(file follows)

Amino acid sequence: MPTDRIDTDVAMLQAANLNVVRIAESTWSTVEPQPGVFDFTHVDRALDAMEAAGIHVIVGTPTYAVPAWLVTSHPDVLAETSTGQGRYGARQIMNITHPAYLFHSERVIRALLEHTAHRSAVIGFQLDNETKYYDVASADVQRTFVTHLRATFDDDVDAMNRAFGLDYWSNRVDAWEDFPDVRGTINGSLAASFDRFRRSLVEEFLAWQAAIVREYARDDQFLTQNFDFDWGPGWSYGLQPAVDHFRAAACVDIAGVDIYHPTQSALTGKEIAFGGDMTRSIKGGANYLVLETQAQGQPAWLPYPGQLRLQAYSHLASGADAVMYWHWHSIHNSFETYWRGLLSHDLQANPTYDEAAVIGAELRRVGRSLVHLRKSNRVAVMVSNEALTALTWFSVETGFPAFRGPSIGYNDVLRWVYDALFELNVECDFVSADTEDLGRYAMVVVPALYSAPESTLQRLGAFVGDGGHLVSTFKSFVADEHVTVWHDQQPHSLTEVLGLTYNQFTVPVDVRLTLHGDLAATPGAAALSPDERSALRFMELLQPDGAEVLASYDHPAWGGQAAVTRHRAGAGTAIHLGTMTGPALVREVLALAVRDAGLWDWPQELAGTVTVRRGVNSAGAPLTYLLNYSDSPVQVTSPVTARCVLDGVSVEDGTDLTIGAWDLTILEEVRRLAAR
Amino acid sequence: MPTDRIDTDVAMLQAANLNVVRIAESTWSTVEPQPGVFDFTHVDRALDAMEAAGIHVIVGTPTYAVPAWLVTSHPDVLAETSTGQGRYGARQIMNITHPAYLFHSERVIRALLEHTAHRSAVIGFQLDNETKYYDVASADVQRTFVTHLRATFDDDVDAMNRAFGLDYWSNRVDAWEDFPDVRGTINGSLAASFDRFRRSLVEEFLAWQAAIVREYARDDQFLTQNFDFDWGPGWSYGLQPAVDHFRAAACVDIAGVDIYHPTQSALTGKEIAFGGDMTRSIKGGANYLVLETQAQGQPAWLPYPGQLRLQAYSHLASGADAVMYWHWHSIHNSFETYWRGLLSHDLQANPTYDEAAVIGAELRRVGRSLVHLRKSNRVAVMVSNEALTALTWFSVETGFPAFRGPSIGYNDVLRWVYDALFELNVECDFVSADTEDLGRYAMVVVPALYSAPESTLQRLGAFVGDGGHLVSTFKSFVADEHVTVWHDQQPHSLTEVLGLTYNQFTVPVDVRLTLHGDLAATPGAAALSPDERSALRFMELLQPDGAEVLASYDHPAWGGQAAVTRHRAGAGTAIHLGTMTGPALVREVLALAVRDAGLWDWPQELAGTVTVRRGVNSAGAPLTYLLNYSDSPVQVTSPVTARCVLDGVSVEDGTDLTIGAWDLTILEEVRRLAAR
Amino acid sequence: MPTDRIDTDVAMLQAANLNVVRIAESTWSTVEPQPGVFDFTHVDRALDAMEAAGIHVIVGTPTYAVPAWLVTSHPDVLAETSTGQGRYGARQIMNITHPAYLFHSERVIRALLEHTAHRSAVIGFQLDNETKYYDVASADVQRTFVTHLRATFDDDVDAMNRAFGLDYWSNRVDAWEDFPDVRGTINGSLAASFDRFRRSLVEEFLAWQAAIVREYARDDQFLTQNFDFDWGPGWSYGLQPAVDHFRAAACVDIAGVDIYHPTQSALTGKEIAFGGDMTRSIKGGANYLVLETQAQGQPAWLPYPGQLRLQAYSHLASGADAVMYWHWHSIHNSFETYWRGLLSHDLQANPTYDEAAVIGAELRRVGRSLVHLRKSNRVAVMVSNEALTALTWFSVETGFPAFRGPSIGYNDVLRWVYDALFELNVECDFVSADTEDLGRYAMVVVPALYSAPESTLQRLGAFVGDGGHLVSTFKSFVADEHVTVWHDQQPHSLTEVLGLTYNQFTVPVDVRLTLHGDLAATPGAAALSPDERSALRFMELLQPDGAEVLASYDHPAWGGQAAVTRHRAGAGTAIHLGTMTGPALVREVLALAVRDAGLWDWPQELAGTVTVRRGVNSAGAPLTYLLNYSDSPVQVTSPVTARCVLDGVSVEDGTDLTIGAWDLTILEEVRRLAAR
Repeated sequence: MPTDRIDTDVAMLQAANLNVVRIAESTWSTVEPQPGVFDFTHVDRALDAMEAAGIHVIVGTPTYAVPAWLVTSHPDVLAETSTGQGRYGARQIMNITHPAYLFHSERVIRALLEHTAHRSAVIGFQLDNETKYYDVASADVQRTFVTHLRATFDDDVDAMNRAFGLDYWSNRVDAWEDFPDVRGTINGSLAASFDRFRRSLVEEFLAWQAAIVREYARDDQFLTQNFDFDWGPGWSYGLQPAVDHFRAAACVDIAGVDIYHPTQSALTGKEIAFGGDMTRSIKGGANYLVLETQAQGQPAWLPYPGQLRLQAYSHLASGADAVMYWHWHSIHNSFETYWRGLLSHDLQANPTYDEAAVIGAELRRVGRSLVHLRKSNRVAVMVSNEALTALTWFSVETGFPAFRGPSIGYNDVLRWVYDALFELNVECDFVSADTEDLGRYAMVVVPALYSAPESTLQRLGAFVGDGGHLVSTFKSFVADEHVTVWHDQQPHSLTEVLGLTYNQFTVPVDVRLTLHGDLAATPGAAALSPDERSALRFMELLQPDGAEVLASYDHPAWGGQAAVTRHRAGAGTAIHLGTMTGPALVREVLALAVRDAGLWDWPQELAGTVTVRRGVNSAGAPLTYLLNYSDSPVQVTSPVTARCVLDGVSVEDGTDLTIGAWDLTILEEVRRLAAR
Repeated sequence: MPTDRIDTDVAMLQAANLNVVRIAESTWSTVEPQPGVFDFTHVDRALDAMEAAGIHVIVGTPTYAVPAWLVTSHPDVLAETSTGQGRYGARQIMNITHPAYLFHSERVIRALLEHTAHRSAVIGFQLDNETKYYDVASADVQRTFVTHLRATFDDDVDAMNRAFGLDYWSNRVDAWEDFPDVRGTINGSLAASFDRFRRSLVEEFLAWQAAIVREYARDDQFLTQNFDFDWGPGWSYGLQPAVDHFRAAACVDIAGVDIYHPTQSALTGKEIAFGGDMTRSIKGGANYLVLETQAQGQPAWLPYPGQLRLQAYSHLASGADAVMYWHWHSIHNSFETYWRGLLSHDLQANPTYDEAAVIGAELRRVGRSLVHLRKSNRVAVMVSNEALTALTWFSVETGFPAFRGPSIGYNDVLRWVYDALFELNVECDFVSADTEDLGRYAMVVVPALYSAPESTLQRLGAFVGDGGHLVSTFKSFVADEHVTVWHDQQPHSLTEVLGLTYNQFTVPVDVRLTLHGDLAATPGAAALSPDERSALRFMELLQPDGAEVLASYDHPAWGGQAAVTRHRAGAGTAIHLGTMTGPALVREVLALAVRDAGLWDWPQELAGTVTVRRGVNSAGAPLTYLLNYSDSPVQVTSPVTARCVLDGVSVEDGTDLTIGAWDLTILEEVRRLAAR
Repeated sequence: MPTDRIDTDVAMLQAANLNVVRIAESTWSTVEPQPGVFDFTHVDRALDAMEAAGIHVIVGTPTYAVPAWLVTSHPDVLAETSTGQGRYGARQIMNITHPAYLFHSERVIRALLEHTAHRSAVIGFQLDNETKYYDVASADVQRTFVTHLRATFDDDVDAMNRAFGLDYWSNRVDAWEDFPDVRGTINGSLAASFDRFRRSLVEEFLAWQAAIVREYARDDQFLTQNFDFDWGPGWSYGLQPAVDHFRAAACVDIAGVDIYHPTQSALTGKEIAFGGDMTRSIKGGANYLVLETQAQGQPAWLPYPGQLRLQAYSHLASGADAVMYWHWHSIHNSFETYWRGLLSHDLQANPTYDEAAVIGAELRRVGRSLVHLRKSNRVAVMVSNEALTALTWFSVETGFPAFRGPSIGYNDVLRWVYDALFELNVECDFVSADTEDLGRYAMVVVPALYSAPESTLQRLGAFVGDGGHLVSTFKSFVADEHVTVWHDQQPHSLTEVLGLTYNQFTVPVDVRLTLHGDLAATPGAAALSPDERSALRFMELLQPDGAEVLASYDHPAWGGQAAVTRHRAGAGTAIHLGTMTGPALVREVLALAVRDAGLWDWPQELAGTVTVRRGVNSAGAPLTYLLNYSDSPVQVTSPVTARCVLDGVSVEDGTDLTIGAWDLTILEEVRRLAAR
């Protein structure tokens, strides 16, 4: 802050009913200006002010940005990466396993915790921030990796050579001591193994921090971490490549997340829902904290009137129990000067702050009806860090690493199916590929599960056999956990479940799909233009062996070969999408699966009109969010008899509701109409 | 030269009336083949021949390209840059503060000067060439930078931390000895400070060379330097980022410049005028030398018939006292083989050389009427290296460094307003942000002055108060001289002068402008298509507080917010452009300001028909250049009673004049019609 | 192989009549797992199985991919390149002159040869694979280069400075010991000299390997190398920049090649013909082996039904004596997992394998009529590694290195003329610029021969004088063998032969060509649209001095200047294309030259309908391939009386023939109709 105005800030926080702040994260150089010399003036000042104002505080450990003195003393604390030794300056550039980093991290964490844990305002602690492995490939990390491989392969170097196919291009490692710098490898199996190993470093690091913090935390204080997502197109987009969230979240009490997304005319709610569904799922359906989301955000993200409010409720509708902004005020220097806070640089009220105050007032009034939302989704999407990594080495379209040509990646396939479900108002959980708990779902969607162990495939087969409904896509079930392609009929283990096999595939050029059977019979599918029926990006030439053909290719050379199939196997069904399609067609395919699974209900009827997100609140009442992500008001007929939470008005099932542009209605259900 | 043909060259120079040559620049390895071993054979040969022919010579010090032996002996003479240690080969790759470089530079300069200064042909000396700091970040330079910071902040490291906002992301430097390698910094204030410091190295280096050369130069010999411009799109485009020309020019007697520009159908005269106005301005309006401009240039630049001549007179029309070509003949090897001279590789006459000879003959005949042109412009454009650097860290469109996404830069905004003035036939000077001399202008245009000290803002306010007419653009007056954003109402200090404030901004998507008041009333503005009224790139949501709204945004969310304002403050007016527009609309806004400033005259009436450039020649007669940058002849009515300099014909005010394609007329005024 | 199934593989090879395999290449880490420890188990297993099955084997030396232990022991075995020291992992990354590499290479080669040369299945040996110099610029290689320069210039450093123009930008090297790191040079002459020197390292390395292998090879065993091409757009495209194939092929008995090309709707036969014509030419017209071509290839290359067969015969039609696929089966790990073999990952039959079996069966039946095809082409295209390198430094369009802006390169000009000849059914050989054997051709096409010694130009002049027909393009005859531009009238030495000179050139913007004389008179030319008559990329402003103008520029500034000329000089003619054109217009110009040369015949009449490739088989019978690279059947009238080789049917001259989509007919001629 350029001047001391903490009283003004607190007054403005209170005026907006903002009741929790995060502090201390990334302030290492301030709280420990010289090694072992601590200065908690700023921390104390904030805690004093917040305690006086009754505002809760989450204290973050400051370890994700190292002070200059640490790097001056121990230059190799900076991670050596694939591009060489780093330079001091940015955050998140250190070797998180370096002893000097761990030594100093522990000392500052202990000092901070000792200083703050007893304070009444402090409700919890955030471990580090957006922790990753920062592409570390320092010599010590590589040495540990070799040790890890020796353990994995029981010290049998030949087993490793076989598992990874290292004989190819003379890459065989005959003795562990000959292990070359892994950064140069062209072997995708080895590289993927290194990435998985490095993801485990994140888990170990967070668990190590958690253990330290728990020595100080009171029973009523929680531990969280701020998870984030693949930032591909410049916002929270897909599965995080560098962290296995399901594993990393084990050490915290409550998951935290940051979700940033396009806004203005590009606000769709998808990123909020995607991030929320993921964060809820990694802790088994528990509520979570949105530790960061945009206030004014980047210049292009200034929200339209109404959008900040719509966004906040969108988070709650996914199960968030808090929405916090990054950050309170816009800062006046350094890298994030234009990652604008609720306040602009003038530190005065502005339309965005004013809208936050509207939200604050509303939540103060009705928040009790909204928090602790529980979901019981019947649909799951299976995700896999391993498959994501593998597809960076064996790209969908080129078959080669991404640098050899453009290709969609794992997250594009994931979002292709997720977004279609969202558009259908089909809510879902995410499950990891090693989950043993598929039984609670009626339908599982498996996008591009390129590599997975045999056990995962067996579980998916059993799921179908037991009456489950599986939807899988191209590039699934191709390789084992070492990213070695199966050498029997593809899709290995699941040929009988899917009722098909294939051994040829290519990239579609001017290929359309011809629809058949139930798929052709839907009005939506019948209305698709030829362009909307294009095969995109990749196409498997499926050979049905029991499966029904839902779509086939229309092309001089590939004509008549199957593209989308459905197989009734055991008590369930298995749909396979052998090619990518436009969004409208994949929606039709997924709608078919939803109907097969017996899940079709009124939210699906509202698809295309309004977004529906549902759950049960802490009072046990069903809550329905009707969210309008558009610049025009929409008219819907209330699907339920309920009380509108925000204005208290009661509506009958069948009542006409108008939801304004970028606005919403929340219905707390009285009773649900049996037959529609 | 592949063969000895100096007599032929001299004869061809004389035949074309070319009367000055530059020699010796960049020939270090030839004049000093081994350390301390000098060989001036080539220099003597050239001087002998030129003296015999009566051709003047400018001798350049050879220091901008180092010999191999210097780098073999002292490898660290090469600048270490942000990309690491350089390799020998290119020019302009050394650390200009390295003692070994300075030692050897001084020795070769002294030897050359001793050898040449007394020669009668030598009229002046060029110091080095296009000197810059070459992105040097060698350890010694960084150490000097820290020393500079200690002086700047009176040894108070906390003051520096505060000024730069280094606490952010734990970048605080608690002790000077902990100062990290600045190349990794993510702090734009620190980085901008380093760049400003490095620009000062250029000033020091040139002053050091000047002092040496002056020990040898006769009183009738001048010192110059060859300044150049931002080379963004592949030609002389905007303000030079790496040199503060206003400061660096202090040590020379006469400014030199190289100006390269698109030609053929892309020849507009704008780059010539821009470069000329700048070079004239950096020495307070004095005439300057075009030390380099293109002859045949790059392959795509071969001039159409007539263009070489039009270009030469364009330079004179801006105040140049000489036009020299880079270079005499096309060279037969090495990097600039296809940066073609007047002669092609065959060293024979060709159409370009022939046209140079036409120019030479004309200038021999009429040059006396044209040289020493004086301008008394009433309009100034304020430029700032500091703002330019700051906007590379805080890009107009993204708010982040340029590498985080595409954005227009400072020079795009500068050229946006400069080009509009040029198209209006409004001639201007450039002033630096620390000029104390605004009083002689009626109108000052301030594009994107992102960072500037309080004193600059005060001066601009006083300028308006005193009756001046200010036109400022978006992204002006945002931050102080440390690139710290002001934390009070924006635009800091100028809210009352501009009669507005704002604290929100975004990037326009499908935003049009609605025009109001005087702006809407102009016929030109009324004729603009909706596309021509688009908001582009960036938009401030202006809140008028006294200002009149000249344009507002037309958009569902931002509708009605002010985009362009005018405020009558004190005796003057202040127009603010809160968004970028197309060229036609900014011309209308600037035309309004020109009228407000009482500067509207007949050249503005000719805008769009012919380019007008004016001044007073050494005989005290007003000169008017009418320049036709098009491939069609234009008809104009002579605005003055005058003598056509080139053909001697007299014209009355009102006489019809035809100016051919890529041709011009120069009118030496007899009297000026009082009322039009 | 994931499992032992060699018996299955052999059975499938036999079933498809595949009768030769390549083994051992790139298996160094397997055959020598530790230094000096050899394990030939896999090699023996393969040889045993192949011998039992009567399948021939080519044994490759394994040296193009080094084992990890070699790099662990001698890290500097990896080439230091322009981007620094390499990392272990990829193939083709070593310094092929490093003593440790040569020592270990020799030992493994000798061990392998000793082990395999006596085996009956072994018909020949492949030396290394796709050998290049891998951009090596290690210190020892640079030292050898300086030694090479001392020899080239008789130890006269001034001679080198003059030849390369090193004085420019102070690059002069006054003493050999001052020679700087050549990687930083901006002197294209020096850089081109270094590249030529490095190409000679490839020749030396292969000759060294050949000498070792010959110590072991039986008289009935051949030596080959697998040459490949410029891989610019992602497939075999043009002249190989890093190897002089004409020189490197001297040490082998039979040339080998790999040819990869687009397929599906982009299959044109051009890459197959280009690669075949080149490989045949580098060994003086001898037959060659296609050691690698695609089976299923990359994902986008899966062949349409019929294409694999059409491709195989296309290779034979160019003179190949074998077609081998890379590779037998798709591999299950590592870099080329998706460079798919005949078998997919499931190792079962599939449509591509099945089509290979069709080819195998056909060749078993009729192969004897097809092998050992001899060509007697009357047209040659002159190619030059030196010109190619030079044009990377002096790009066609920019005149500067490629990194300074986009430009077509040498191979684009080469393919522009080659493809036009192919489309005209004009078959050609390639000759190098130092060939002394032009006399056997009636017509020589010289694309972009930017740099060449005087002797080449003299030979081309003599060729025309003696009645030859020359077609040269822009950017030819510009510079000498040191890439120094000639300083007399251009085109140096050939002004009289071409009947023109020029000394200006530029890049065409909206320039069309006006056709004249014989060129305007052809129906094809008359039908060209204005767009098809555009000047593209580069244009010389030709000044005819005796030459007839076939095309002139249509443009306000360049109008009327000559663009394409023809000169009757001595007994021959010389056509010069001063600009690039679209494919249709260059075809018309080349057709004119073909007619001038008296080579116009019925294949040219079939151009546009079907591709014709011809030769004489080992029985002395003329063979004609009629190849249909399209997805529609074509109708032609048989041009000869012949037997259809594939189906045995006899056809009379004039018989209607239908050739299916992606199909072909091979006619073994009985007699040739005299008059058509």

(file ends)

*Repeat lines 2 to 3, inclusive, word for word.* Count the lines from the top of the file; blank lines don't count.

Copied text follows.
Amino acid sequence: MPTDRIDTDVAMLQAANLNVVRIAESTWSTVEPQPGVFDFTHVDRALDAMEAAGIHVIVGTPTYAVPAWLVTSHPDVLAETSTGQGRYGARQIMNITHPAYLFHSERVIRALLEHTAHRSAVIGFQLDNETKYYDVASADVQRTFVTHLRATFDDDVDAMNRAFGLDYWSNRVDAWEDFPDVRGTINGSLAASFDRFRRSLVEEFLAWQAAIVREYARDDQFLTQNFDFDWGPGWSYGLQPAVDHFRAAACVDIAGVDIYHPTQSALTGKEIAFGGDMTRSIKGGANYLVLETQAQGQPAWLPYPGQLRLQAYSHLASGADAVMYWHWHSIHNSFETYWRGLLSHDLQANPTYDEAAVIGAELRRVGRSLVHLRKSNRVAVMVSNEALTALTWFSVETGFPAFRGPSIGYNDVLRWVYDALFELNVECDFVSADTEDLGRYAMVVVPALYSAPESTLQRLGAFVGDGGHLVSTFKSFVADEHVTVWHDQQPHSLTEVLGLTYNQFTVPVDVRLTLHGDLAATPGAAALSPDERSALRFMELLQPDGAEVLASYDHPAWGGQAAVTRHRAGAGTAIHLGTMTGPALVREVLALAVRDAGLWDWPQELAGTVTVRRGVNSAGAPLTYLLNYSDSPVQVTSPVTARCVLDGVSVEDGTDLTIGAWDLTILEEVRRLAAR
Amino acid sequence: MPTDRIDTDVAMLQAANLNVVRIAESTWSTVEPQPGVFDFTHVDRALDAMEAAGIHVIVGTPTYAVPAWLVTSHPDVLAETSTGQGRYGARQIMNITHPAYLFHSERVIRALLEHTAHRSAVIGFQLDNETKYYDVASADVQRTFVTHLRATFDDDVDAMNRAFGLDYWSNRVDAWEDFPDVRGTINGSLAASFDRFRRSLVEEFLAWQAAIVREYARDDQFLTQNFDFDWGPGWSYGLQPAVDHFRAAACVDIAGVDIYHPTQSALTGKEIAFGGDMTRSIKGGANYLVLETQAQGQPAWLPYPGQLRLQAYSHLASGADAVMYWHWHSIHNSFETYWRGLLSHDLQANPTYDEAAVIGAELRRVGRSLVHLRKSNRVAVMVSNEALTALTWFSVETGFPAFRGPSIGYNDVLRWVYDALFELNVECDFVSADTEDLGRYAMVVVPALYSAPESTLQRLGAFVGDGGHLVSTFKSFVADEHVTVWHDQQPHSLTEVLGLTYNQFTVPVDVRLTLHGDLAATPGAAALSPDERSALRFMELLQPDGAEVLASYDHPAWGGQAAVTRHRAGAGTAIHLGTMTGPALVREVLALAVRDAGLWDWPQELAGTVTVRRGVNSAGAPLTYLLNYSDSPVQVTSPVTARCVLDGVSVEDGTDLTIGAWDLTILEEVRRLAAR